A Mysterious Midwife
The King's Midwife: A History and Mystery of Madame du Courdray. Nina Rattner Gelbart. 360 pp. University California Press, 1998. $35.
Long overdue, this book captures the essence of the life of a seminal figure in both the practice and teaching of midwifery. Against the backdrop of the Enlightenment, Madame Angelique Marguerite Le Boursier du Courdray worked as a midwife during the reign of Louis XV. Du Courdray was officially registered as a midwife in Paris in 1740. Her skill was noted by the king, who commissioned her for more than three decades to travel through rural France teaching midwifery to 10,000 illiterate peasant women. Her royal commission to educate women as birthing practitioners was in itself a significant event, for the practice of midwifery had already begun its still tense relationship with medicine.
Du Courdray worked to break with status quo both in her relationship with surgeons and traditional village birthing practices. Her place in medical and social history has been previously undervalued and largely absent, and Nina Rattner Gelbart goes far in placing du Courdray in the limelight. As a part of her teaching, du Courdray wrote an illustrated text on birthing. Most of the women she taught were illiterate, so one can assume that her main audience for the book was the medical profession. However, du Courdray was probably as well known for her invention to assist students in learning the art of various deliveries: a model of the birth canal (sometimes made with actual human skeleton), complete with sponges of fluid to represent blood.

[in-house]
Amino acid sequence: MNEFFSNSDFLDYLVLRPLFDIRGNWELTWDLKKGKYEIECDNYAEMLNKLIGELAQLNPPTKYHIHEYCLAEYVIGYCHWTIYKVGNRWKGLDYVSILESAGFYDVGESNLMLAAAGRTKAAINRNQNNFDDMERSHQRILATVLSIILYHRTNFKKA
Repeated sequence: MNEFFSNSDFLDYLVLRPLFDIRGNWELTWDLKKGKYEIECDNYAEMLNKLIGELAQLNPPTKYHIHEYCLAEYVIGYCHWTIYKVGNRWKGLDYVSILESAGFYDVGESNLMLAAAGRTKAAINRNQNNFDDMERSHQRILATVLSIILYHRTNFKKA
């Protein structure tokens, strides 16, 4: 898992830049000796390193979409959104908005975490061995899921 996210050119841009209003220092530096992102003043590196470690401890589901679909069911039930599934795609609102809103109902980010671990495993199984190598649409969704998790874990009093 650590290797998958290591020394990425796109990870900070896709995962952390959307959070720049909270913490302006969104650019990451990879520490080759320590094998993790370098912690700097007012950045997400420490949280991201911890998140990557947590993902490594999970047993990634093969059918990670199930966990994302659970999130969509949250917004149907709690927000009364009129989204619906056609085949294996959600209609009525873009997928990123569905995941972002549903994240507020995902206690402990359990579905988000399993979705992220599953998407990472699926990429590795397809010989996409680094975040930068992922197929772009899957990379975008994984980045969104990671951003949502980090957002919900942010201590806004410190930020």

Du Courdray's position in French history has not been told in a full biography before; however, this in no way denies the place of this traveling midwife and teacher in the politics and social climate of the time. As indicated by the title, much of the life of du Courdray remains a mystery. Gelbart worked for over a decade unraveling du Courdray's life history through the use of hundreds of official records such as letters from provincial academics to medical schools and local parish records. It was a difficult task for a biographer, as du Courdray left no personal journals or letters to solve the mystery of her thoughts and feelings, and indeed a few years of her midwifery practice as well as her retirement remain unrecorded. Gelbart takes the reader through du Courdray's life by including excerpts of official letters that piece together du Courdray's lecture-trail through rural France. She reminds the reader of the physical and political conditions in France during her subject's life. The reader is invited to see du Courdray as a strong woman in her times. In the absence of personal data, Gelbart asks the reader to consider the absences and what they might mean, rather than filling them with supposition. Both Gelbart's research process and her delivery to the reader are enticing, and she displays her skill as a biographer-historian in a unique style.
The place of du Courdray as a central figure in French history and as a role model to women is finally secure with the publication of this biography. This book comes highly recommended for many disciplines—namely, social history, biography, gender studies, politics, nursing and medicine. It is also an exciting read for anyone who enjoys the piecing together of a mystery.—Pamela June Weatherill, Health and Human Sciences, Edith Cowan University, Australia